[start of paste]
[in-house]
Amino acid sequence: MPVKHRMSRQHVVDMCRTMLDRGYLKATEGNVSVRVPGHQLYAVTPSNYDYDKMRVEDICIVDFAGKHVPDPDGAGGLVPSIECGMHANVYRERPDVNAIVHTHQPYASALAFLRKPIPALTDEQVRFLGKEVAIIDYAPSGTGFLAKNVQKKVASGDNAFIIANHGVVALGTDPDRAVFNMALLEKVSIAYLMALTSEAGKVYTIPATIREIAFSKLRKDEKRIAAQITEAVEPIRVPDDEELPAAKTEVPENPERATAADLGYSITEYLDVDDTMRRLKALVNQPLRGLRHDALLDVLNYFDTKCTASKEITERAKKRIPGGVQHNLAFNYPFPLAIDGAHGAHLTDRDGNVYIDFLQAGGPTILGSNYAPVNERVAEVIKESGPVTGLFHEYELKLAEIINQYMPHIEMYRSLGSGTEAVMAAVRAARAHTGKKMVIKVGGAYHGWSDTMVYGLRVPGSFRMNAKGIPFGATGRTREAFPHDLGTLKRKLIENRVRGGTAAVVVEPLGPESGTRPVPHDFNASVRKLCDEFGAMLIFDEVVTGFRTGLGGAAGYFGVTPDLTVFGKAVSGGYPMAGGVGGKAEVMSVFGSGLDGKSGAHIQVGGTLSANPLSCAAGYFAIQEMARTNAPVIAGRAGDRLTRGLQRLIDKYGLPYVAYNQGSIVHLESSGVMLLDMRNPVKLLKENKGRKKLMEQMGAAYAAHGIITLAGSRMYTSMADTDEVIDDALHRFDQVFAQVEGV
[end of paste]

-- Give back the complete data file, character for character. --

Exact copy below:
[in-house]
Amino acid sequence: MPVKHRMSRQHVVDMCRTMLDRGYLKATEGNVSVRVPGHQLYAVTPSNYDYDKMRVEDICIVDFAGKHVPDPDGAGGLVPSIECGMHANVYRERPDVNAIVHTHQPYASALAFLRKPIPALTDEQVRFLGKEVAIIDYAPSGTGFLAKNVQKKVASGDNAFIIANHGVVALGTDPDRAVFNMALLEKVSIAYLMALTSEAGKVYTIPATIREIAFSKLRKDEKRIAAQITEAVEPIRVPDDEELPAAKTEVPENPERATAADLGYSITEYLDVDDTMRRLKALVNQPLRGLRHDALLDVLNYFDTKCTASKEITERAKKRIPGGVQHNLAFNYPFPLAIDGAHGAHLTDRDGNVYIDFLQAGGPTILGSNYAPVNERVAEVIKESGPVTGLFHEYELKLAEIINQYMPHIEMYRSLGSGTEAVMAAVRAARAHTGKKMVIKVGGAYHGWSDTMVYGLRVPGSFRMNAKGIPFGATGRTREAFPHDLGTLKRKLIENRVRGGTAAVVVEPLGPESGTRPVPHDFNASVRKLCDEFGAMLIFDEVVTGFRTGLGGAAGYFGVTPDLTVFGKAVSGGYPMAGGVGGKAEVMSVFGSGLDGKSGAHIQVGGTLSANPLSCAAGYFAIQEMARTNAPVIAGRAGDRLTRGLQRLIDKYGLPYVAYNQGSIVHLESSGVMLLDMRNPVKLLKENKGRKKLMEQMGAAYAAHGIITLAGSRMYTSMADTDEVIDDALHRFDQVFAQVEGV